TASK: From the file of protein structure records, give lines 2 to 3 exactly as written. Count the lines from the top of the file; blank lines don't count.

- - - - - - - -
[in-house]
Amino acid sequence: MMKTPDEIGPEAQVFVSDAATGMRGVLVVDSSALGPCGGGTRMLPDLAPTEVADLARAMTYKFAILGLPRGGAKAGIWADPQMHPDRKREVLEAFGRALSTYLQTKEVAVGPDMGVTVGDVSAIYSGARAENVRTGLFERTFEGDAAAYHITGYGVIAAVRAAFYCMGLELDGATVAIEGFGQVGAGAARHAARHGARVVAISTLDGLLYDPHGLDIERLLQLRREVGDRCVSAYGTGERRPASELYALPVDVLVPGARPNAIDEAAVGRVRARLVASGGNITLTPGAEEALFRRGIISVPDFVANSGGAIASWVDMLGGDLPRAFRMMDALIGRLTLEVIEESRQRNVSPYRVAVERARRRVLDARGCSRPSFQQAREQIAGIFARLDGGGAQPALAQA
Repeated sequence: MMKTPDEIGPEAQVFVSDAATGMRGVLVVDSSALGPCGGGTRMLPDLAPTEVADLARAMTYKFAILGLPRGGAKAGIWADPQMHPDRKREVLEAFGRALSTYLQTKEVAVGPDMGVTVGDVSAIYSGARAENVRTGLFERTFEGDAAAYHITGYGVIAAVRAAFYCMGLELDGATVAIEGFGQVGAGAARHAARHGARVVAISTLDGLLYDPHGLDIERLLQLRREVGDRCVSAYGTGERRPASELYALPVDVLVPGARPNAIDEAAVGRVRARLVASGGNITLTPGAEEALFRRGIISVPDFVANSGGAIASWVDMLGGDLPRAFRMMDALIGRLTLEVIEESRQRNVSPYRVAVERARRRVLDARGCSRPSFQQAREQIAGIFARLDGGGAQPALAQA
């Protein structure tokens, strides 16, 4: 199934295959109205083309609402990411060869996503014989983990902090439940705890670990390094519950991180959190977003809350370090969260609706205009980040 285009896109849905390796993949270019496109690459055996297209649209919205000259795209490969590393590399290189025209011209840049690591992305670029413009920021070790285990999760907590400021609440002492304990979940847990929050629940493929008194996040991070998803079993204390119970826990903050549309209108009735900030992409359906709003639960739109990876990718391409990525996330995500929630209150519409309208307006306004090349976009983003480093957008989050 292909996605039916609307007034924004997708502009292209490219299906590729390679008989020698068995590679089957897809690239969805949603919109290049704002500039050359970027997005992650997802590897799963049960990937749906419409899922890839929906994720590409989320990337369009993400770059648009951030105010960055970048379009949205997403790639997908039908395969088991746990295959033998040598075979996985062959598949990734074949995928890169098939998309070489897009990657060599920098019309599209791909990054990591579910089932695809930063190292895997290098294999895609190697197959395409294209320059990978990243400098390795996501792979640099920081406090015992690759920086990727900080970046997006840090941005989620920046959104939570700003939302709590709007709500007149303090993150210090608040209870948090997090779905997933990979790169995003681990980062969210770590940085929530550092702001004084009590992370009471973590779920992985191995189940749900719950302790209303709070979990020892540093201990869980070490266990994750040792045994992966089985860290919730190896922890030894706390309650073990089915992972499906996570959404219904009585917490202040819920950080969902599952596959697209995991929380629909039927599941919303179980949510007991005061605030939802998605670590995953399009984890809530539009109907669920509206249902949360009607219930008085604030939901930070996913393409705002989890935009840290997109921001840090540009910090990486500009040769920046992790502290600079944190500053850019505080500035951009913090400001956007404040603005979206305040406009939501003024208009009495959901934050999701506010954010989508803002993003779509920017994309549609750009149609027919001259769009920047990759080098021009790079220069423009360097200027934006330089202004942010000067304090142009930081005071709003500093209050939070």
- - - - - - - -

Amino acid sequence: MMKTPDEIGPEAQVFVSDAATGMRGVLVVDSSALGPCGGGTRMLPDLAPTEVADLARAMTYKFAILGLPRGGAKAGIWADPQMHPDRKREVLEAFGRALSTYLQTKEVAVGPDMGVTVGDVSAIYSGARAENVRTGLFERTFEGDAAAYHITGYGVIAAVRAAFYCMGLELDGATVAIEGFGQVGAGAARHAARHGARVVAISTLDGLLYDPHGLDIERLLQLRREVGDRCVSAYGTGERRPASELYALPVDVLVPGARPNAIDEAAVGRVRARLVASGGNITLTPGAEEALFRRGIISVPDFVANSGGAIASWVDMLGGDLPRAFRMMDALIGRLTLEVIEESRQRNVSPYRVAVERARRRVLDARGCSRPSFQQAREQIAGIFARLDGGGAQPALAQA
Repeated sequence: MMKTPDEIGPEAQVFVSDAATGMRGVLVVDSSALGPCGGGTRMLPDLAPTEVADLARAMTYKFAILGLPRGGAKAGIWADPQMHPDRKREVLEAFGRALSTYLQTKEVAVGPDMGVTVGDVSAIYSGARAENVRTGLFERTFEGDAAAYHITGYGVIAAVRAAFYCMGLELDGATVAIEGFGQVGAGAARHAARHGARVVAISTLDGLLYDPHGLDIERLLQLRREVGDRCVSAYGTGERRPASELYALPVDVLVPGARPNAIDEAAVGRVRARLVASGGNITLTPGAEEALFRRGIISVPDFVANSGGAIASWVDMLGGDLPRAFRMMDALIGRLTLEVIEESRQRNVSPYRVAVERARRRVLDARGCSRPSFQQAREQIAGIFARLDGGGAQPALAQA